This checking in with the poem and assessing its health, and her play with different moments of belief or doubt, and her doing that questioning with humour (I picture her with one eyebrow arched), adds so much humanity to this collection that it instantly endeared me to it and to the experience of reading it. It allowed me to check in with the lived trauma and the life of recovery, and with Gardiner’s examined self that sometimes borders on the humorous, the self-aware, and self-pity:
love, I call
can you please bring me a cookie
because I’ve had a stroke, you know
There is so much to praise in Trauma Head; so many reasons to go back and reread. Here is a collection of poems you don’t dip in and out of, but fall fully into, read from beginning to end, go back and read again. “To use another medical metaphor,” Gardiner wrote me, “I do think of this long poem/ memoir as a needle biopsy, a narrow and deep record of what I went through that doesn’t tell the whole story of my experience but provides core indications of what my situation was.”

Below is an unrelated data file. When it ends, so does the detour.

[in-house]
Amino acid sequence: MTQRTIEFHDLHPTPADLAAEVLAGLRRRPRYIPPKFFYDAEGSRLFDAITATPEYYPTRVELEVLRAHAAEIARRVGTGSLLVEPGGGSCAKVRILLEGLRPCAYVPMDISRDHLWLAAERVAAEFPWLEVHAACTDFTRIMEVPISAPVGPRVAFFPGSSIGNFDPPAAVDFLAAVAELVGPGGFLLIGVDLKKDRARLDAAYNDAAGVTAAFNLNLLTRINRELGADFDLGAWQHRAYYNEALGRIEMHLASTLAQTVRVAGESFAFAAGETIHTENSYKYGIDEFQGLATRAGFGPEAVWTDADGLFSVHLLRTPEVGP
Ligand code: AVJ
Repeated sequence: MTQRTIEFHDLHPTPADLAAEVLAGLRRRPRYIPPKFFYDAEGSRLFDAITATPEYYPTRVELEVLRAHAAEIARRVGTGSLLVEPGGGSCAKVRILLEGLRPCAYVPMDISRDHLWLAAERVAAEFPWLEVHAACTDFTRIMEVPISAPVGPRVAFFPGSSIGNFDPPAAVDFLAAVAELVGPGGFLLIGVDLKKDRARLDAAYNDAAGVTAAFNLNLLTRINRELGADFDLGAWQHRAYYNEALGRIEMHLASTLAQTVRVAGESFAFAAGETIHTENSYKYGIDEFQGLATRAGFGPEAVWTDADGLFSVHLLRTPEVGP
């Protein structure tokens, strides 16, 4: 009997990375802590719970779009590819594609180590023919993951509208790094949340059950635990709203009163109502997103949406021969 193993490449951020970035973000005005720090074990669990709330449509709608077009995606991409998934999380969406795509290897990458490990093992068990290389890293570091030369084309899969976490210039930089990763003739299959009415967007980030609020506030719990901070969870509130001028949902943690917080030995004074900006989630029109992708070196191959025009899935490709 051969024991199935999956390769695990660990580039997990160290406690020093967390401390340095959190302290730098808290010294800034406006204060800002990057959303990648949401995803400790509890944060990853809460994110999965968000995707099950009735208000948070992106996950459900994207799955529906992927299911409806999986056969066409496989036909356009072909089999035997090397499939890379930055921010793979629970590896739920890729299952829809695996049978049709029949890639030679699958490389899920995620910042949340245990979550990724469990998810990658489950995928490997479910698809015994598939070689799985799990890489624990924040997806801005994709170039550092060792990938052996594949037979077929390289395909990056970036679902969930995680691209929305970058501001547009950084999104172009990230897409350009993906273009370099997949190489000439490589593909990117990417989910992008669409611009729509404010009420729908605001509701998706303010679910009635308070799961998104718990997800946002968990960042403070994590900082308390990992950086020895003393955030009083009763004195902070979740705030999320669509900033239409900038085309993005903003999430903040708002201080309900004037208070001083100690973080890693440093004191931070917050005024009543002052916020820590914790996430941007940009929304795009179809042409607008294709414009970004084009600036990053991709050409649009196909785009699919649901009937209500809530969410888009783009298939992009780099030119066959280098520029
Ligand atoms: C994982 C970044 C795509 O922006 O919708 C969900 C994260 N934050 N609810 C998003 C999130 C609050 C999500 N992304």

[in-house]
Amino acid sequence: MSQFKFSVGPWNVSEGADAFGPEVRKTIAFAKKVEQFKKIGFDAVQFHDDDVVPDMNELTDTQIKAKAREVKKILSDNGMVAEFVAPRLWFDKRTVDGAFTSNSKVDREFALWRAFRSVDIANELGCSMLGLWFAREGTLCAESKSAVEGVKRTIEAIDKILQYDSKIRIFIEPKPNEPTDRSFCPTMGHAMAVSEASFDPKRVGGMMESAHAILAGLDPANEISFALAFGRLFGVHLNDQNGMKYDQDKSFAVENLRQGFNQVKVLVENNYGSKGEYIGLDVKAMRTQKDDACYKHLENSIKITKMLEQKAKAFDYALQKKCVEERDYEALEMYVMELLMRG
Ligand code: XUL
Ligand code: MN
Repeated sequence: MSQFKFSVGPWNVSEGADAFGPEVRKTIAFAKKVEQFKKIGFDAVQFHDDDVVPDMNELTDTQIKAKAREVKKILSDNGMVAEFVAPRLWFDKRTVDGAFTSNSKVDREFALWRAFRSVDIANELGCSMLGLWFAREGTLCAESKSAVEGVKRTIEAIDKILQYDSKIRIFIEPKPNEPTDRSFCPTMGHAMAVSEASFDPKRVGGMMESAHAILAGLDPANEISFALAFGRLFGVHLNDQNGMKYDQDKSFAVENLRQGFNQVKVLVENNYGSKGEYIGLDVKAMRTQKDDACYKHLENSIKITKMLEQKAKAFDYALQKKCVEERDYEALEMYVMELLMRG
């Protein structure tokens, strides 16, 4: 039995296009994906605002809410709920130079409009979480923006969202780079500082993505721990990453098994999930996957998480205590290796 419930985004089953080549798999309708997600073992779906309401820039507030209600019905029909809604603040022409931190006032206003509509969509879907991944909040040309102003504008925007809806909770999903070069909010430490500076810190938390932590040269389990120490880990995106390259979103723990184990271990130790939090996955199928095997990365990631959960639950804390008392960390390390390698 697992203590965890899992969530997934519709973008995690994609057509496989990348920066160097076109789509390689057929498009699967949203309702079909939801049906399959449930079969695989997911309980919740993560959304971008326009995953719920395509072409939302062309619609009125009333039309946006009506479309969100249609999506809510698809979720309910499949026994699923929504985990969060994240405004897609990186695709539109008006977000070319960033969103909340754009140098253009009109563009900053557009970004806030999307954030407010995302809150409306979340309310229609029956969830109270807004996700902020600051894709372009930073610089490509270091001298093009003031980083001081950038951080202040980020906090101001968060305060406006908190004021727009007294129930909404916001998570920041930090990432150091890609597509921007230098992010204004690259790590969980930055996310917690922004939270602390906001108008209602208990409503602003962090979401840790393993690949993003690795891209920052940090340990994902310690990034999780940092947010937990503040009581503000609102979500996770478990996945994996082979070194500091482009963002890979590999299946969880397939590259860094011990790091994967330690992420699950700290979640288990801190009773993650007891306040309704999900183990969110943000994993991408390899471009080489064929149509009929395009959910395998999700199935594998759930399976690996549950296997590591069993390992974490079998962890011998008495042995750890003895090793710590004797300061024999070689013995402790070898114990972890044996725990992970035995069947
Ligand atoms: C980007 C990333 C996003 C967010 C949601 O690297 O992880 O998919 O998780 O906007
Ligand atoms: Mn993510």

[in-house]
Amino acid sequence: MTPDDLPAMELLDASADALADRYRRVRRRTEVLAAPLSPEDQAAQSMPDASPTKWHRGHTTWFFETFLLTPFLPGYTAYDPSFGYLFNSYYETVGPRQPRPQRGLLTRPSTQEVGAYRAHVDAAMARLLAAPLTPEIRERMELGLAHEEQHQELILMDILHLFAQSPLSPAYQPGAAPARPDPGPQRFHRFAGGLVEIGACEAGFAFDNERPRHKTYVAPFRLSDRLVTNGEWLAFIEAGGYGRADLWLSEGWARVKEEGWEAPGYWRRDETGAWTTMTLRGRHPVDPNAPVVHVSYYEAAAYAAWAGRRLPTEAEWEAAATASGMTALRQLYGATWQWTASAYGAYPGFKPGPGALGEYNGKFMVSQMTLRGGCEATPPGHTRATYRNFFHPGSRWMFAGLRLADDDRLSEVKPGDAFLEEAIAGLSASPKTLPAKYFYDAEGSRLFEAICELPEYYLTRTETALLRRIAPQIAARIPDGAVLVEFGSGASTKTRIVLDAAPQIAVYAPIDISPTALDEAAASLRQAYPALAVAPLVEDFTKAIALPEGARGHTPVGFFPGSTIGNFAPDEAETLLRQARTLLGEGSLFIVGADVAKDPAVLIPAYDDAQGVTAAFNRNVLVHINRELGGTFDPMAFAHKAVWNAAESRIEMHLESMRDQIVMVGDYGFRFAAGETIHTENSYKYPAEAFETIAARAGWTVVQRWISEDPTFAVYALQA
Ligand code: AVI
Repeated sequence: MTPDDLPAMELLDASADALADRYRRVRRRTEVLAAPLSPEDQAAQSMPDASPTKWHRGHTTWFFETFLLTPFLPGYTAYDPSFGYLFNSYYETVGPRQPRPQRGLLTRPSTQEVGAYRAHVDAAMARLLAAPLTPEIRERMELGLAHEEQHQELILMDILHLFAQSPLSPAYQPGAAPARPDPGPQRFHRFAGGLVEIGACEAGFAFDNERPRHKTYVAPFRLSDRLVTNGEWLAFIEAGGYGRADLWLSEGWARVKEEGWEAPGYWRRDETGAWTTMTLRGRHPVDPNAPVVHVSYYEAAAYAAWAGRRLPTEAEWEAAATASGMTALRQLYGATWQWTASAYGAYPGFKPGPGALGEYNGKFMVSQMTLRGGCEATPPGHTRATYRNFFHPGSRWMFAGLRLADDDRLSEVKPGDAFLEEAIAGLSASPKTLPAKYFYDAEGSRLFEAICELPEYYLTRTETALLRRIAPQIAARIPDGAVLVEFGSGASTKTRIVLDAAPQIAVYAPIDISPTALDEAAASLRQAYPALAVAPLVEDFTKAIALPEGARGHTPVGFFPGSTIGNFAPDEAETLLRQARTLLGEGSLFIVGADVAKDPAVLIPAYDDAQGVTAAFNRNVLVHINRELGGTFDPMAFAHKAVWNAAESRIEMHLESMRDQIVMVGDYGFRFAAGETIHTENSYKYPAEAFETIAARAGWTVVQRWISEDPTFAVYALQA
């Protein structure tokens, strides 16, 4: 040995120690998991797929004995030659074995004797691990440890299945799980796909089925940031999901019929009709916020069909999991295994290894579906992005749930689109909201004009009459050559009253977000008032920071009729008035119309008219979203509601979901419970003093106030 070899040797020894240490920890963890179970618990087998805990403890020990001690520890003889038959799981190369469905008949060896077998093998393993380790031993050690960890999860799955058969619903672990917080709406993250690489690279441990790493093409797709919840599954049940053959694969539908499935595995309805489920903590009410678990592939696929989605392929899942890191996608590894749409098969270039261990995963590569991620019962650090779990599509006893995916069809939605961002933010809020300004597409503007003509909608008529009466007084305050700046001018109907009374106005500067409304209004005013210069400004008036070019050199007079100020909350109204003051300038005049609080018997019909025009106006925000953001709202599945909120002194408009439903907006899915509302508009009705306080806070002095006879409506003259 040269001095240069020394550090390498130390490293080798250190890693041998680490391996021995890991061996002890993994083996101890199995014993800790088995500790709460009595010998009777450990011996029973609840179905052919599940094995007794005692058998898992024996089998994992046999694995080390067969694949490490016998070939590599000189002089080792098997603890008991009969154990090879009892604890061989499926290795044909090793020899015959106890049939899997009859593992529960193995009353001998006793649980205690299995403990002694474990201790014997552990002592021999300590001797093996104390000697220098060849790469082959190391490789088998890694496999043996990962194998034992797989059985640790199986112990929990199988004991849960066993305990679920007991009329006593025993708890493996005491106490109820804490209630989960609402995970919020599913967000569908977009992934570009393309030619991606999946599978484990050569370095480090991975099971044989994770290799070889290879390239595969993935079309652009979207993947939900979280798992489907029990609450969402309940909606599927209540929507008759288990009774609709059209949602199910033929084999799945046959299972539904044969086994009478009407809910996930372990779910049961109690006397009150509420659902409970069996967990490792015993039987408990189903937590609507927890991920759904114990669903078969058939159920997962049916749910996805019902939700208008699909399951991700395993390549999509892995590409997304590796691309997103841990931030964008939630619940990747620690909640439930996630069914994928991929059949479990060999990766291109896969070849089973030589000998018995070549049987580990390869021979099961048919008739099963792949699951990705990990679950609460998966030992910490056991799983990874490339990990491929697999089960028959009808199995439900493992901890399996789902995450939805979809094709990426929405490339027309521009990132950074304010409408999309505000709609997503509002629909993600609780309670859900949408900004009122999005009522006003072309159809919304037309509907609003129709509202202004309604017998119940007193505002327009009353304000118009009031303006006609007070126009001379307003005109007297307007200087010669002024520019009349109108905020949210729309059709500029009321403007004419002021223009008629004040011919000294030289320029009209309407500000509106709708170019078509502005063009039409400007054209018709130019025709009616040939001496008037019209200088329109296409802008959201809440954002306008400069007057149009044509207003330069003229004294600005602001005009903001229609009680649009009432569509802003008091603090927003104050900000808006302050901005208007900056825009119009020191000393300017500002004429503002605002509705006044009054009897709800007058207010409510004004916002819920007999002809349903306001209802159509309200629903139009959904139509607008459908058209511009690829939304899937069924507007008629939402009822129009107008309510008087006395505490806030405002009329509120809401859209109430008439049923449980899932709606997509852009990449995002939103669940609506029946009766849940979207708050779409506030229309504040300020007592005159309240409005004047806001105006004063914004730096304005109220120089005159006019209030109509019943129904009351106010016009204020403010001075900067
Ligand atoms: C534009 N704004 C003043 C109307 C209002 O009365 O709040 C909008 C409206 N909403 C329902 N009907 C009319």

Each poem is a sensory record of how the body longs for sensation, while every sensation overwhelms:
I want to touch
want heavy cells
soaked with deep breath
want to warm my hand on the nape
to settle leg upon leg, slide it, slurring
want his voice moving through
code to heart muscle
I lean into the shoulder
Yvonne Blomer is the author of a travel memoir Sugar Ride: Cycling from Hanoi to Kuala Lumpur (Palimpsest, 2017), and three books of poetry, as well as an editor, teacher, and mentor in poetry and memoir. She served as the City of Victoria poet laureate from 2015-2018. In 2020 Sweet Water: Poems for the Watersheds, Caitlin Press will be launched, her second of three poetry anthologies focused on water ecology after Refugium: Poems for the Pacific (Caitlin: 2017).